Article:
My name is Margery Davies. I went to primary school and then what was the Old County School in Llanidloes. It was in the days where you tried a scholarship to get into school and there were 70 pupils in a very intimate building.
I left Llanidloes school in 1938 to go to Aberystwyth, not very far away but a very different environment. From being one child, I was 400 girls in a hostel in Alexandra Hall. It was a wonderful time of my life. I met friends who are still my friends. We got our results together and now we get our pensions together.
I studied economics. Not many county schools in Wales did economics in those days so we were ahead of that. Life in Aber ‘38 to ‘39 was carefree but not by modern standards. We were disciplined. We were in by 10 o’clock at night; 11 on a Wednesday and a Saturday and then war broke out. The first year of the war, we didn’t know that war was going on. But come 1940, that’s when I suddenly grew up. The boyfriends were called up; there was rationing. We began to get worried about what was going to happen. Boys we knew had been killed. I did become very anti-war.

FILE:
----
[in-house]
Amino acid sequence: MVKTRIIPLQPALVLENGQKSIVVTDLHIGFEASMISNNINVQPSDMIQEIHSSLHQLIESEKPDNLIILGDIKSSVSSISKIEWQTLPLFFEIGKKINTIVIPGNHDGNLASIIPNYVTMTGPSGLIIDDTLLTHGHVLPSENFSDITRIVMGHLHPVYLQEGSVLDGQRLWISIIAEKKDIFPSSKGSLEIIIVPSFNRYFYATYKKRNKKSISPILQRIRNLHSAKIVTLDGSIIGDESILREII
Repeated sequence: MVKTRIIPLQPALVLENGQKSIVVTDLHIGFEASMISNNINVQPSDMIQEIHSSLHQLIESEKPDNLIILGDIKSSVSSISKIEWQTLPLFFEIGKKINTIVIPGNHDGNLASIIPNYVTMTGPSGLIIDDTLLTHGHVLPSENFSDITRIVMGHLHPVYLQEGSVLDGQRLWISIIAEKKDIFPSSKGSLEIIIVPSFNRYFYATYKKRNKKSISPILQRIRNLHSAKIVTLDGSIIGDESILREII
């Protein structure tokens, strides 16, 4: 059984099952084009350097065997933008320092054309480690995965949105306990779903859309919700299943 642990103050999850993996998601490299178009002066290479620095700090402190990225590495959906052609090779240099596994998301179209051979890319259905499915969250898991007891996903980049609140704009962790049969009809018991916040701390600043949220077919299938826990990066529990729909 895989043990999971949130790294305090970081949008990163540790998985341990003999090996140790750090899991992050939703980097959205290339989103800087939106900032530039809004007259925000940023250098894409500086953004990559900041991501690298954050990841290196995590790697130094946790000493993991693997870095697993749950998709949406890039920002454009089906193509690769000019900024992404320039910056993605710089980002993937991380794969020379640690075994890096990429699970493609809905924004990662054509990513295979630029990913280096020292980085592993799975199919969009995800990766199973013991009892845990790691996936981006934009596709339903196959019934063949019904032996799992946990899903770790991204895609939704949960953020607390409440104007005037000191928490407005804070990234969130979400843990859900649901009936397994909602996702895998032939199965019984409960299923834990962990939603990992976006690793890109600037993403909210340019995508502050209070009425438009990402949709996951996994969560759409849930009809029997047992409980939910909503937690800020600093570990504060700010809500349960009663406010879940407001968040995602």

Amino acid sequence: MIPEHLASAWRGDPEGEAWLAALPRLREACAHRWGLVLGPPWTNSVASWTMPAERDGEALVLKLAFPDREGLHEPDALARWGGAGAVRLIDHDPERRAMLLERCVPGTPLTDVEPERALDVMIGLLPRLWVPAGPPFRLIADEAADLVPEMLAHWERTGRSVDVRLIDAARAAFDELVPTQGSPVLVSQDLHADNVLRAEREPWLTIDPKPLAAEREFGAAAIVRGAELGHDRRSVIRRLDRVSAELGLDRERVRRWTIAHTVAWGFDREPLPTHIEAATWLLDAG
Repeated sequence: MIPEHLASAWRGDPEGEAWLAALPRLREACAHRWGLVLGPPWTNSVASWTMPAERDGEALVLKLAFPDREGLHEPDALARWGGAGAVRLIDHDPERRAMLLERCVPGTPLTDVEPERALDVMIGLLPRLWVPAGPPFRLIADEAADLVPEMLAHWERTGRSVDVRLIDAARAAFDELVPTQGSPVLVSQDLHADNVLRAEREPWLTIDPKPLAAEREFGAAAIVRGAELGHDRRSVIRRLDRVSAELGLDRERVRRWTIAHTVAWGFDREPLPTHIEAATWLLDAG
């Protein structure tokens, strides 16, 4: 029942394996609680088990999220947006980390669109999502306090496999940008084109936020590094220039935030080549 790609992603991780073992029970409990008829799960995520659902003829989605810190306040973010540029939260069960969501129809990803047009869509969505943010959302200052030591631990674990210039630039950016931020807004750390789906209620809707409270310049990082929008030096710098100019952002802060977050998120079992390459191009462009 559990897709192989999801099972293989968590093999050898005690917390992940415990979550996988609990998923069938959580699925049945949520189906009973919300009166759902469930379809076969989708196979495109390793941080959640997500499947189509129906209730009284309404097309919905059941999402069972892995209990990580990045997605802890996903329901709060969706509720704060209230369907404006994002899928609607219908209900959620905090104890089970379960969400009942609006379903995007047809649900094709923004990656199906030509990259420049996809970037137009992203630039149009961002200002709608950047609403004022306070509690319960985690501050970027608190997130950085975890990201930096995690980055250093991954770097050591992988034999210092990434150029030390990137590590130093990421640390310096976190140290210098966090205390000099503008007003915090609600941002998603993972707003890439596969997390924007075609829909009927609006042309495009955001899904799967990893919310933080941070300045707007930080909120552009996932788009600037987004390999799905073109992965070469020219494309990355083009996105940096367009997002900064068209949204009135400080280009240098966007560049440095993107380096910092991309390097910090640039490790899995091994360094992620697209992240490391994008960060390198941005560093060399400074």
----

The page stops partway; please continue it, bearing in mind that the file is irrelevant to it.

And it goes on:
I went into teaching. The Butler Act came, 1944 act and now we had the Modern School, the Technical School and the Grammar School. And I went into the modern section. When the men came back I was occupying a man’s job, so he claimed his job back and I moved on to the Technical School in Newtown, which later became the College of Further Education. I stayed in the College of Further Education until I retired in 1979 and now I’m living in retirement just two doors away from the house where I was born.